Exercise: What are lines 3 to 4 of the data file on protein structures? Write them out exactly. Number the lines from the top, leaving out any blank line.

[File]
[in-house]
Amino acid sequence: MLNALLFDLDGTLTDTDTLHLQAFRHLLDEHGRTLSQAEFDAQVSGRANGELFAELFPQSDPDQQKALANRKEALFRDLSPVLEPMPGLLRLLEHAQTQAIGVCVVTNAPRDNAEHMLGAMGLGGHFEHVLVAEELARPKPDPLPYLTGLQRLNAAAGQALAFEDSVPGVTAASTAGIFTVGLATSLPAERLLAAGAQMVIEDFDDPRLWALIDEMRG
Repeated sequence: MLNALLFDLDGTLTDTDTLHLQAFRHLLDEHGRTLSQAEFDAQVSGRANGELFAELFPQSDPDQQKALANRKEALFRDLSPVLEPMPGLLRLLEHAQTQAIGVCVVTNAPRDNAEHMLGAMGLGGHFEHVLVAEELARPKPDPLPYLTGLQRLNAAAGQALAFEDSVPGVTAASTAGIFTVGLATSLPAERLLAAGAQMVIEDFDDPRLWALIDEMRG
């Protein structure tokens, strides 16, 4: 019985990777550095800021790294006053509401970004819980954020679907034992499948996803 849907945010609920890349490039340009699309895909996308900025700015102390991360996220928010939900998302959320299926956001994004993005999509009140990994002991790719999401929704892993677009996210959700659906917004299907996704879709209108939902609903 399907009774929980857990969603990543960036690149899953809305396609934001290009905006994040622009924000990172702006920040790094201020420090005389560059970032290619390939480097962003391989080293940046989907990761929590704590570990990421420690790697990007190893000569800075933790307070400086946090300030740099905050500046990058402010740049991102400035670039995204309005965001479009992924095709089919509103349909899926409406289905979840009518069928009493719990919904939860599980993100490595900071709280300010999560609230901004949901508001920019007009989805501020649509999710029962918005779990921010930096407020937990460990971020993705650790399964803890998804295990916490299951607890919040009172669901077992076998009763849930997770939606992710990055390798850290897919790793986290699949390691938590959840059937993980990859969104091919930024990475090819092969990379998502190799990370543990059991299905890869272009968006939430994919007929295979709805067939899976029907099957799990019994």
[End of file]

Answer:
Repeated sequence: MLNALLFDLDGTLTDTDTLHLQAFRHLLDEHGRTLSQAEFDAQVSGRANGELFAELFPQSDPDQQKALANRKEALFRDLSPVLEPMPGLLRLLEHAQTQAIGVCVVTNAPRDNAEHMLGAMGLGGHFEHVLVAEELARPKPDPLPYLTGLQRLNAAAGQALAFEDSVPGVTAASTAGIFTVGLATSLPAERLLAAGAQMVIEDFDDPRLWALIDEMRG
């Protein structure tokens, strides 16, 4: 019985990777550095800021790294006053509401970004819980954020679907034992499948996803 849907945010609920890349490039340009699309895909996308900025700015102390991360996220928010939900998302959320299926956001994004993005999509009140990994002991790719999401929704892993677009996210959700659906917004299907996704879709209108939902609903 399907009774929980857990969603990543960036690149899953809305396609934001290009905006994040622009924000990172702006920040790094201020420090005389560059970032290619390939480097962003391989080293940046989907990761929590704590570990990421420690790697990007190893000569800075933790307070400086946090300030740099905050500046990058402010740049991102400035670039995204309005965001479009992924095709089919509103349909899926409406289905979840009518069928009493719990919904939860599980993100490595900071709280300010999560609230901004949901508001920019007009989805501020649509999710029962918005779990921010930096407020937990460990971020993705650790399964803890998804295990916490299951607890919040009172669901077992076998009763849930997770939606992710990055390798850290897919790793986290699949390691938590959840059937993980990859969104091919930024990475090819092969990379998502190799990370543990059991299905890869272009968006939430994919007929295979709805067939899976029907099957799990019994």